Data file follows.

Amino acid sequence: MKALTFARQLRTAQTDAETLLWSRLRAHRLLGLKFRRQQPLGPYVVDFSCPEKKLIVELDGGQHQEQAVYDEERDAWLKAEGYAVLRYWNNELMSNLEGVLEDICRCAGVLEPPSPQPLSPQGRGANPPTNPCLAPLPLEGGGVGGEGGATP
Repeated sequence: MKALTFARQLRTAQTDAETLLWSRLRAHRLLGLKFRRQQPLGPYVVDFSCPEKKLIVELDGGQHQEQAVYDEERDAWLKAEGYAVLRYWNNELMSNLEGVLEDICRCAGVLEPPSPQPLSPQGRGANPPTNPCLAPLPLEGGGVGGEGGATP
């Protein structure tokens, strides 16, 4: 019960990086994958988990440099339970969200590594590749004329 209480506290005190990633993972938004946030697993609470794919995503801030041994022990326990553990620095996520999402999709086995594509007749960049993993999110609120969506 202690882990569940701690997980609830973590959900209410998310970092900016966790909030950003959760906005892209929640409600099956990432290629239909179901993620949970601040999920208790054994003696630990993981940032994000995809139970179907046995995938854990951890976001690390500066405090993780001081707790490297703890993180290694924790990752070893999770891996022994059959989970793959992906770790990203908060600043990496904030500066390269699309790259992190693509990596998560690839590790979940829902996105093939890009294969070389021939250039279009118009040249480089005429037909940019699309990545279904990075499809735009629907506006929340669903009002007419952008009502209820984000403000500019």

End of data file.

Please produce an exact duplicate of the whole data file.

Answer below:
Amino acid sequence: MKALTFARQLRTAQTDAETLLWSRLRAHRLLGLKFRRQQPLGPYVVDFSCPEKKLIVELDGGQHQEQAVYDEERDAWLKAEGYAVLRYWNNELMSNLEGVLEDICRCAGVLEPPSPQPLSPQGRGANPPTNPCLAPLPLEGGGVGGEGGATP
Repeated sequence: MKALTFARQLRTAQTDAETLLWSRLRAHRLLGLKFRRQQPLGPYVVDFSCPEKKLIVELDGGQHQEQAVYDEERDAWLKAEGYAVLRYWNNELMSNLEGVLEDICRCAGVLEPPSPQPLSPQGRGANPPTNPCLAPLPLEGGGVGGEGGATP
């Protein structure tokens, strides 16, 4: 019960990086994958988990440099339970969200590594590749004329 209480506290005190990633993972938004946030697993609470794919995503801030041994022990326990553990620095996520999402999709086995594509007749960049993993999110609120969506 202690882990569940701690997980609830973590959900209410998310970092900016966790909030950003959760906005892209929640409600099956990432290629239909179901993620949970601040999920208790054994003696630990993981940032994000995809139970179907046995995938854990951890976001690390500066405090993780001081707790490297703890993180290694924790990752070893999770891996022994059959989970793959992906770790990203908060600043990496904030500066390269699309790259992190693509990596998560690839590790979940829902996105093939890009294969070389021939250039279009118009040249480089005429037909940019699309990545279904990075499809735009629907506006929340669903009002007419952008009502209820984000403000500019």